We’ve discussed Google’s snippets before. But few people discuss Yahoo! snippets. Maybe the search community has written Yahoo! off as irrelevant?
Regardless of what any of us think about Yahoo!, they are still a part of the search game. And I’d say a major part since they are still the second largest search engine around. Recently, SEO By The Sea wrote a blog post detailing a patent application regarding a method for selecting a snippet for a search page. Bill Slawkski, as usual, has some interesting insight.
The gist of Yahoo! patent application boils down to three things:
* A query-independent relevance for each line of text – a degree to which the line of text of the document summarizes the document.
* A query-dependent relevance of each of the lines of text – a relevance of the line of text to the query.
* The intent behind a query.
It’s interesting to note that keywords and semantic language are not mentioned here at all. Rather, Yahoo! focuses on two types of relevance – query dependent and query independent.
The query dependent relevance is a reference to how many times a query might appear within a line of text on a web page. It might also be a percentage of the query terms that appear in a line of text. In other words, if a line of text has 10 words and a query of 4 words turns up all 4 words in that line of text, that would be pretty high.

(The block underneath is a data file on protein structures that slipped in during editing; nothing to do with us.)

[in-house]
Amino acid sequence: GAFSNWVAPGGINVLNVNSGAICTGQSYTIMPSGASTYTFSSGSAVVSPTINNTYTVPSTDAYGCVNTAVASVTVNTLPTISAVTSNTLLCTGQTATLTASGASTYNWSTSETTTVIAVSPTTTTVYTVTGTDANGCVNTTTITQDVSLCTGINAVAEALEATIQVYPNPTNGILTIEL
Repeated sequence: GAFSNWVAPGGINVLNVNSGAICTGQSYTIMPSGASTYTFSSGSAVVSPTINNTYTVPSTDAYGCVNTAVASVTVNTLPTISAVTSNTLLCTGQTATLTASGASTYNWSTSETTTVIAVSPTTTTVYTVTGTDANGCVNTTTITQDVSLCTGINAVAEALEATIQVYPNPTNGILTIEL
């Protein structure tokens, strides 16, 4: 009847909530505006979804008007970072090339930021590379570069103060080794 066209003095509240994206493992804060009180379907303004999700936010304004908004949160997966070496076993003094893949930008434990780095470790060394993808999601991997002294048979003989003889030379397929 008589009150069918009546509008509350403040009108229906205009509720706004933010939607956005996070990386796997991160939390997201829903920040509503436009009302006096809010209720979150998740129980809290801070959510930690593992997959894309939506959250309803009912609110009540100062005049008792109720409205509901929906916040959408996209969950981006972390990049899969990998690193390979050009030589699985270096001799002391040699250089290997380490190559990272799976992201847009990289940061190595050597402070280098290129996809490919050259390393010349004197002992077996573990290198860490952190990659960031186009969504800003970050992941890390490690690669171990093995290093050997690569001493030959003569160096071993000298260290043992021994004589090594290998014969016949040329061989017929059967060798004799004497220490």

But the one I find interesting is this:
Whether the query is a substring of the line of text.
It’s really simple, but if you query a six-word query string and that entire six-word string shows up in a line of text on a web page, that’s pretty significant. I think it’s significant for all the search engines and I’d be surprised if a web page that met that query substring for a particular page didn’t rank that page at No. 1, or close to it, for the query. I mean, the odds of any one web page (out of millions) having the exact six word query string (with all the words in the right order) that a random searcher enters into a search box are phenomenally low.
Sorry to say, that’s not particularly sophisticated when you think about it. But the technology to make it happen is. And I think Yahoo! has some pretty sophisticated technology tools. Still, Google is light years ahead of them. I think it may be because Google started out light years ahead.